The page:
Israel’s New Government Fails to Extend Contentious Citizenship Law

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JERUSALEM — In an early setback for Israel’s three-week-old government, it lost a parliamentary vote early on Tuesday to extend a contentious law that effectively bans citizenship or permanent residency for Palestinians from the occupied territories if they marry Israelis.

Fifty-nine lawmakers voted in favor and 59 against, in a draw that was not enough to extend the law, which required a simple majority.

The vote, which occurred after a long and rowdy night of debate, exposed cracks in the diverse and fragile coalition led by Prime Minister Naftali Bennett, a right-winger: Two members of Raam, the Arab Islamist party that forms part of the governing coalition, abstained. One rebel member of Mr. Bennett’s Yamina party voted against the government, eliciting cheers from the opposition.

The law was introduced in 2003 amid the violence of the second Palestinian uprising and must be renewed annually. The renewals had been approved for the past 17 years with an almost automatic parliamentary majority.

Israeli officials argued that the law had remained necessary for security reasons, but some have also acknowledged that the law was a demographic tool to help Israel maintain its Jewish majority.

The failure to renew the law reflected the difficulties in managing a government made up of eight ideologically incoherent parties spanning the political spectrum from left to right and including, for the first time, an independent Arab Islamist party.

Raam and the left-wing Meretz party had initially refused to support the extension of the law in its current form. Amid last-minute negotiations and filibustering in the early hours of Tuesday, the government proposed a compromise whereby the law would be extended by six months instead of a year and some of the Palestinians already married to Israelis — a small portion of those affected by the law — would receive legal status as temporary residents.

The fall of the law, at least for now, also showed the lengths to which the opposition, led by Mr. Bennett’s conservative predecessor, Benjamin Netanyahu, was willing to go to embarrass and destabilize the new government and try to bring it down. Mr. Netanyahu’s conservative Likud party and its ultra-Orthodox allies voted against extending the law despite having supported it every previous year. Other predominantly Arab nationalist and leftist parties in the opposition also voted against the law, joining the Likud in a rare celebration of a joint victory.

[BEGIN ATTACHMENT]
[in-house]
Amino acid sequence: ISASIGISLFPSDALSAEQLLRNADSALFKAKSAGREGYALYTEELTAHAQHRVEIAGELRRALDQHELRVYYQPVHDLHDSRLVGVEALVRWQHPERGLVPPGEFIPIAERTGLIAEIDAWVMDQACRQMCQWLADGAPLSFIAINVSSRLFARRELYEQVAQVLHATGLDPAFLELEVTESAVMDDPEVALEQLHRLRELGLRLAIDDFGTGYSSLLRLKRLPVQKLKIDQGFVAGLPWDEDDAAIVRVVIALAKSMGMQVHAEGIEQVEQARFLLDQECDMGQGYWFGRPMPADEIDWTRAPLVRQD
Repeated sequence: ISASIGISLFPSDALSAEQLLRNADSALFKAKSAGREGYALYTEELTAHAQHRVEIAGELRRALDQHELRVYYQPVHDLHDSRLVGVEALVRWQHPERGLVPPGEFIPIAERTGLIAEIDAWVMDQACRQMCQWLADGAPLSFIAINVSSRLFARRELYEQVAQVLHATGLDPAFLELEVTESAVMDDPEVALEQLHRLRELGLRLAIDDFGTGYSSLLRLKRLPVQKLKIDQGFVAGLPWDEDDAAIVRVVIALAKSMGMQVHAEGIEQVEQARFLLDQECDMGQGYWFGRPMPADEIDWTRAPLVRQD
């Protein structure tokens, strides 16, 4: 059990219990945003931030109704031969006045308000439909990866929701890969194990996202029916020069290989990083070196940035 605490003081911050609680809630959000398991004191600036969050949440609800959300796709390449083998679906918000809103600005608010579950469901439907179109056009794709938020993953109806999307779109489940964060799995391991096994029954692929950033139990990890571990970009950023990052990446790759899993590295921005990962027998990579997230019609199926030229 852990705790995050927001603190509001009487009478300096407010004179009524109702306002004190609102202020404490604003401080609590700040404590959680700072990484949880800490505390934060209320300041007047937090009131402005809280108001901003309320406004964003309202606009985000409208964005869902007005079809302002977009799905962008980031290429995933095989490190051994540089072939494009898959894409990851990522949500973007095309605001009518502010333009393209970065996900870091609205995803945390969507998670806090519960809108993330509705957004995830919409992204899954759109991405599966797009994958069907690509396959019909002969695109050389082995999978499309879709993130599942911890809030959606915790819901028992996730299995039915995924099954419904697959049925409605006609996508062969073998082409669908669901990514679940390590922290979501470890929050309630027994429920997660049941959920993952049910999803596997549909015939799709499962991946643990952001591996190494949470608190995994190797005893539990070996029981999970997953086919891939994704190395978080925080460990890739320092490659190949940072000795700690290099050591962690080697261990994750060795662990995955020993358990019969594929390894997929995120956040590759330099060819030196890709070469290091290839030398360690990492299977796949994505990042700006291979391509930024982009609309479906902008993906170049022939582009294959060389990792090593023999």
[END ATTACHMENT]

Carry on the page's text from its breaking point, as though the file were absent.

Mr. Netanyahu’s allies turned the vote into a no-confidence motion at the last minute, but that required an absolute majority of 61 in the 120-seat Parliament to pass, and the government survived.

Mr. Bennett accused the opposition on Monday of playing “childish games” to frustrate the coalition and score political points instead of showing “national responsibility.”

“There are things you don’t play around with,” Mr. Bennett said. “The state must control who is allowed to enter and who is granted citizenship.”

Mr. Netanyahu retorted: “They say: ‘Show responsibility.’ Where is your responsibility in establishing such a government? You have formed a government that, for the first time in Israel’s history, is dependent on anti-Zionist forces!”

The new government, which came together with the primary goal of unseating Mr. Netanyahu after 12 consecutive years in office, initially said it intended to focus on issues that command a broad consensus in Israeli society, such as improving the economy and national infrastructure. But it has already proved impossible to avoid more polarizing issues tied to the Israeli-Palestinian conflict.

The coalition has already had to deal with challenges from Jewish nationalists who insisted on holding a flag march through a predominantly Palestinian area of Jerusalem and from Jewish settlers who established an unauthorized outpost in the occupied West Bank.

The failure to extend the citizenship law was not expected to have any dramatic or immediate impact on the thousands of families already affected by it, or on future unions. The interior minister, Ayelet Shaked, from Mr. Bennett’s hard-right party, Yamina, will still have the authority to deny citizenship or residency to individuals on a case-by-case basis.

And a new vote to extend the law can be presented to Israel’s Parliament at a future date if the coalition manages to reach more compromises with the law’s opponents and secure a majority.



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